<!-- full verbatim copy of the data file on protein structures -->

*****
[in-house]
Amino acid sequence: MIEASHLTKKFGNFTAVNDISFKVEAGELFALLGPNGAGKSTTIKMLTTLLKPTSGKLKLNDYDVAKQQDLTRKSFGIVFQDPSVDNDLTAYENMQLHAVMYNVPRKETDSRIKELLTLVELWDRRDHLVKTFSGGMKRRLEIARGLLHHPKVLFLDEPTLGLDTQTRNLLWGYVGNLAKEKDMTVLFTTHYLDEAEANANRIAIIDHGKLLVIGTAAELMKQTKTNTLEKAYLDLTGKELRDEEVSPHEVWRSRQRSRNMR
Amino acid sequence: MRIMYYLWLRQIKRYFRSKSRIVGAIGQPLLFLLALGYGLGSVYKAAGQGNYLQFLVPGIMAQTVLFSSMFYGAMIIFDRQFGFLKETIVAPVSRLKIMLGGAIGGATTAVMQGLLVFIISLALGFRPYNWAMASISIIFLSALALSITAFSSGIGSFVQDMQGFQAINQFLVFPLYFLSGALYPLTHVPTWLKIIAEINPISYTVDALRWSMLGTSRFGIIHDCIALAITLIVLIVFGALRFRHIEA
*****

[in-house]
Amino acid sequence: MIEASHLTKKFGNFTAVNDISFKVEAGELFALLGPNGAGKSTTIKMLTTLLKPTSGKLKLNDYDVAKQQDLTRKSFGIVFQDPSVDNDLTAYENMQLHAVMYNVPRKETDSRIKELLTLVELWDRRDHLVKTFSGGMKRRLEIARGLLHHPKVLFLDEPTLGLDTQTRNLLWGYVGNLAKEKDMTVLFTTHYLDEAEANANRIAIIDHGKLLVIGTAAELMKQTKTNTLEKAYLDLTGKELRDEEVSPHEVWRSRQRSRNMR
Amino acid sequence: MRIMYYLWLRQIKRYFRSKSRIVGAIGQPLLFLLALGYGLGSVYKAAGQGNYLQFLVPGIMAQTVLFSSMFYGAMIIFDRQFGFLKETIVAPVSRLKIMLGGAIGGATTAVMQGLLVFIISLALGFRPYNWAMASISIIFLSALALSITAFSSGIGSFVQDMQGFQAINQFLVFPLYFLSGALYPLTHVPTWLKIIAEINPISYTVDALRWSMLGTSRFGIIHDCIALAITLIVLIVFGALRFRHIEA